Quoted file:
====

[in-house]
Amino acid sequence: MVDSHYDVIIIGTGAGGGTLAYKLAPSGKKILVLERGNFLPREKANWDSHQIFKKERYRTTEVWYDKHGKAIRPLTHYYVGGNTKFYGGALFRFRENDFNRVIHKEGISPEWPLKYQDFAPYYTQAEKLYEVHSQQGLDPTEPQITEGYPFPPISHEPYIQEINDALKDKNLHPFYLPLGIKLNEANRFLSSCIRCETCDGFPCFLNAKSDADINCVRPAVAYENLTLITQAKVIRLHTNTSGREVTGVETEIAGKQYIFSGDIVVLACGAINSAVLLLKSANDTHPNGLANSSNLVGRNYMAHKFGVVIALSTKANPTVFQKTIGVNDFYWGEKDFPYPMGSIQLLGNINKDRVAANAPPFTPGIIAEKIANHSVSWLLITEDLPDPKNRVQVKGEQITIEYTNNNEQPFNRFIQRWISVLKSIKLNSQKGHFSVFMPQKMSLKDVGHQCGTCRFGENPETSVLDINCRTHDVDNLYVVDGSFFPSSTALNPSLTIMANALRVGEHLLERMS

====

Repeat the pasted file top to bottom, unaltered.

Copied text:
[in-house]
Amino acid sequence: MVDSHYDVIIIGTGAGGGTLAYKLAPSGKKILVLERGNFLPREKANWDSHQIFKKERYRTTEVWYDKHGKAIRPLTHYYVGGNTKFYGGALFRFRENDFNRVIHKEGISPEWPLKYQDFAPYYTQAEKLYEVHSQQGLDPTEPQITEGYPFPPISHEPYIQEINDALKDKNLHPFYLPLGIKLNEANRFLSSCIRCETCDGFPCFLNAKSDADINCVRPAVAYENLTLITQAKVIRLHTNTSGREVTGVETEIAGKQYIFSGDIVVLACGAINSAVLLLKSANDTHPNGLANSSNLVGRNYMAHKFGVVIALSTKANPTVFQKTIGVNDFYWGEKDFPYPMGSIQLLGNINKDRVAANAPPFTPGIIAEKIANHSVSWLLITEDLPDPKNRVQVKGEQITIEYTNNNEQPFNRFIQRWISVLKSIKLNSQKGHFSVFMPQKMSLKDVGHQCGTCRFGENPETSVLDINCRTHDVDNLYVVDGSFFPSSTALNPSLTIMANALRVGEHLLERMS